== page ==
Your lips say ‘yes,’ but we know what you want

With Minnesota’s primaries in the can and a scintillating presidential race rumored to be heading down the home stretch, there’s a new season out there many sports fans will overlook.
It’s poll and survey time, folks.
Not to be outdone, we here at Daily Sports conducted a survey of our own.
Normally, the ink-stained wretches who make up the Daily newsroom aren’t interested in numbers. Words, quotes, tasty anecdotes — these are a few of our favorite things. Give us a juicy quote we can sink our teeth into, and we’re happy as an IT student at a pocket-protector convention.
But numbers give us trouble. In fact, most journalists begin their careers after failing high school math. Times are changing, however, and now the “business” folks who live upstairs are passing on their research.
Usually, they take care of all this stat-crunching. And frankly, we just don’t care, as long as the checks are in on time. They really don’t care what “content” we put out, as long as it fills the space around the advertisements.
Fully 80 percent of people who pick up this rag read the sports section. Amazing, especially if you subtract the high number of people who grab a copy just for Network and/or the crossword.
There’s more. Eighty-six percent of readers always or sometimes read football stories. Bear in mind, this survey was pre-pickle juice, but still holds some merit. As one would expect, basketball and hockey articles put up the other big numbers.
Here’s where things get interesting. The last space on the survey was reserved for comments. This is where the wordsmiths were supposed to receive feedback.
“There’s too much focus and repetition on our bad basketball/football teams! We do have other highly successful teams that deserve it,” one respondent wrote.
First reaction? Well, the writer is not an English major, I’m sure. Still, the sentiment is intriguing. Do readers really want more coverage of smaller profile sports?
“A lot of Olympic and non-revenue sports are seriously shorted in comparison to others,” wrote another student.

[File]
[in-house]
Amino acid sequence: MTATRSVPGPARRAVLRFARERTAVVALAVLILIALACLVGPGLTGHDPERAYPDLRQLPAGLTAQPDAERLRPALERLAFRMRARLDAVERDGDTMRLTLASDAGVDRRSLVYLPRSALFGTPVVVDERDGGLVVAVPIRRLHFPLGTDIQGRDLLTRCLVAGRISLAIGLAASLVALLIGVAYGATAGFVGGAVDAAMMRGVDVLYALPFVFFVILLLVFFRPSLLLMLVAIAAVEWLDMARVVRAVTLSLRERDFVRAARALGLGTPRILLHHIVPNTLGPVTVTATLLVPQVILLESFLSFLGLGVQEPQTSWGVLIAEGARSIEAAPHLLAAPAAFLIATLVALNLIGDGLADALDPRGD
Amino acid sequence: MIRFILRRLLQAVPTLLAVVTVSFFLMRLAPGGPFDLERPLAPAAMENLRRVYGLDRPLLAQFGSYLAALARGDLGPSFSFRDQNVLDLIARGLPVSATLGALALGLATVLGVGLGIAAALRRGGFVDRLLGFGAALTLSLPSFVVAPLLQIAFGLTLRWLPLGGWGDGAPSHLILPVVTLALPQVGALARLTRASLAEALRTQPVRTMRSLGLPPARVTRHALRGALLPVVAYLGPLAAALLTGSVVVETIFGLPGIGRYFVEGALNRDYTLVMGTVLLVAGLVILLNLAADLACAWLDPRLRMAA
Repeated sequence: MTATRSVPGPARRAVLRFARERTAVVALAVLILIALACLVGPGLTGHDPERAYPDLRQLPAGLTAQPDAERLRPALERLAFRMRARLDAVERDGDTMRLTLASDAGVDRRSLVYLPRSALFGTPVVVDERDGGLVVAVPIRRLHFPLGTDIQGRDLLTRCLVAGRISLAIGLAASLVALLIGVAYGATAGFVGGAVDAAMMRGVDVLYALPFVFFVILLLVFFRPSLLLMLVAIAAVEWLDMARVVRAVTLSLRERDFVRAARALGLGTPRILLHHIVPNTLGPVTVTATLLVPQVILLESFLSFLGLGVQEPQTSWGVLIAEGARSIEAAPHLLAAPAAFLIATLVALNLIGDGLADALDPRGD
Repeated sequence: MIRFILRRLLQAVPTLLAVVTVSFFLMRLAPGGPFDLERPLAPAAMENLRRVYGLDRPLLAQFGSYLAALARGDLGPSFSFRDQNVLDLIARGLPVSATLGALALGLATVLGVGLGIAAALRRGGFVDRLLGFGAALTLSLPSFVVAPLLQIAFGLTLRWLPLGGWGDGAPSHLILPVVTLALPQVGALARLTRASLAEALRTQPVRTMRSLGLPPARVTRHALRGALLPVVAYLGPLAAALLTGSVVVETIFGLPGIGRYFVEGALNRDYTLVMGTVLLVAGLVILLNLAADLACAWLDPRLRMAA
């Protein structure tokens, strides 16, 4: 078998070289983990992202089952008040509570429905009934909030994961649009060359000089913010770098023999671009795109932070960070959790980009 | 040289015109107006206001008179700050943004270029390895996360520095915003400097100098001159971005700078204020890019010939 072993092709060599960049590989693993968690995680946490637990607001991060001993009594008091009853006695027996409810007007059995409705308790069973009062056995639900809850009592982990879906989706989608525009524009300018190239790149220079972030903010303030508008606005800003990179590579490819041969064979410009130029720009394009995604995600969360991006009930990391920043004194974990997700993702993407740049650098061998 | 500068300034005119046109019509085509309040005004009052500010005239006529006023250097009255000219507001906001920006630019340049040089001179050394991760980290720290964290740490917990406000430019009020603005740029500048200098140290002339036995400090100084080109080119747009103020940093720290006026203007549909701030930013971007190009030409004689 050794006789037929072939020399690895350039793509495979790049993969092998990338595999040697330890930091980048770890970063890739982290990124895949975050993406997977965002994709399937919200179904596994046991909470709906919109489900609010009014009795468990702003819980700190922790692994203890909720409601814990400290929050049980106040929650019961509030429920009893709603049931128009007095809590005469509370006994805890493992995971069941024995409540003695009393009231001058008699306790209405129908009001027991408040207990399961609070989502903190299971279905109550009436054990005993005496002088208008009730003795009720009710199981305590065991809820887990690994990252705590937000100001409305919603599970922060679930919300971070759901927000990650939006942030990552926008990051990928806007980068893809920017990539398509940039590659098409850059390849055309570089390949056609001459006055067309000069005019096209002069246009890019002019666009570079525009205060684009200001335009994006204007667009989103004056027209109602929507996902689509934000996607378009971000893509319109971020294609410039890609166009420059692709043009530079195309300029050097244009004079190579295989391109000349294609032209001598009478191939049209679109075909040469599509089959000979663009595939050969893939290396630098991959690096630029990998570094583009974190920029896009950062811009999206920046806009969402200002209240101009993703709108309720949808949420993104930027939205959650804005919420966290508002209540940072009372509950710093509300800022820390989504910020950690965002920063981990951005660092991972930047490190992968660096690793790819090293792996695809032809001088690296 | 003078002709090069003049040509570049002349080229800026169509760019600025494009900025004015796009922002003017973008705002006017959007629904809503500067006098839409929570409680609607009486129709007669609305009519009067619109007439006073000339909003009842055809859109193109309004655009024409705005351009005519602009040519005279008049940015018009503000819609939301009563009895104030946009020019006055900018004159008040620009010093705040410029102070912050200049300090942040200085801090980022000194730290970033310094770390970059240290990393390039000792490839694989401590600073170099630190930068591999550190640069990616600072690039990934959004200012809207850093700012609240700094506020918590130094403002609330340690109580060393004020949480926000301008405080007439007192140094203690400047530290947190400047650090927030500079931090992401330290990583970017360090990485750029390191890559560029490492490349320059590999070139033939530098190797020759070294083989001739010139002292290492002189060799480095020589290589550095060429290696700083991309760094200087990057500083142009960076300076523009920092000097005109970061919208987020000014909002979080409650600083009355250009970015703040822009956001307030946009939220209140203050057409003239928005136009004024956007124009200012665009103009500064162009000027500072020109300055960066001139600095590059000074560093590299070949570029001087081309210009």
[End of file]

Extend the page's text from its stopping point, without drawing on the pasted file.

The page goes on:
Good gosh golly, maybe it’s time. Maybe Minnesota is finally ready for those in-depth articles about sychronized swimming. We’ve honestly been dying to write them.
Unfortunately, the numbers don’t lie, and the numbers don’t back up the anecdotal evidence.
“More time spent on women’s soccer,” a reader pleaded.
We’d love to help you out, I reply. But only a quarter of you read soccer articles regularly. In fact, 43 percent of you never read about one of the most consistently successful teams on campus. Others pleaded to give teams like track and field and cross country more pub. An average of half of you never read about those two sports, both of which are varsity teams at Minnesota.
What’s going on here? Could our precious anecdotal evidence be wrong? Could those crazy people upstairs have been right all along?
Yes. Somewhere, maybe subconsciously, you all think more coverage of smaller sports is needed. Your left brains stand, placards in hand, picketing outside the Daily for our insensitive inattention to sports like track and field. But your right brains skim past our feeble attempts at javelin coverage like a yuppie perusing an inferior stock portfolio.
The voices in your heads tell you better coverage of small sports is necessary. But you’re bored by reading the very stories you say you want. It’s OK. The voices in my head sound an awful lot like Simpsons reruns, but I digress.
We gotta pay the bills here, folks. How can we make everybody happy?
We’ll try. With any luck, we’ll get better. We really are interested in things like rugby, rowing and ultimate frisbee, and frankly, sometimes anything is better than another interview with another pampered, pompous athlete from one of the “Big Three.”
Three quarters of you think the Daily has good coverage of University sports. We thank you heartily.
But you’ve got to read this stuff. And you’ve got to let us know you’re reading. We’ll put all the information out there, but afterward, nothing is certain.
Well, maybe one thing. We’ll still never cover cheerleaders.

Josh Linehan is the sports editor and welcomes comments at [email protected]